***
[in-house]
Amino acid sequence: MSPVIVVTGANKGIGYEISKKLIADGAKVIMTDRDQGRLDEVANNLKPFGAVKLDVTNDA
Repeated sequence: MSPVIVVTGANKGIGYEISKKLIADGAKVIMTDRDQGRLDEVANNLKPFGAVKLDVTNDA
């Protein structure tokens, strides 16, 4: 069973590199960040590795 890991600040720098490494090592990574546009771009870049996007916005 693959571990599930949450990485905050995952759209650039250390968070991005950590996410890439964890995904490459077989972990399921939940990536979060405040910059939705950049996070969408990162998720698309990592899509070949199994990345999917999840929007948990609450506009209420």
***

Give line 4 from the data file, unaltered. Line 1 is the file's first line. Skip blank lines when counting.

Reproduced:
């Protein structure tokens, strides 16, 4: 069973590199960040590795 890991600040720098490494090592990574546009771009870049996007916005 693959571990599930949450990485905050995952759209650039250390968070991005950590996410890439964890995904490459077989972990399921939940990536979060405040910059939705950049996070969408990162998720698309990592899509070949199994990345999917999840929007948990609450506009209420």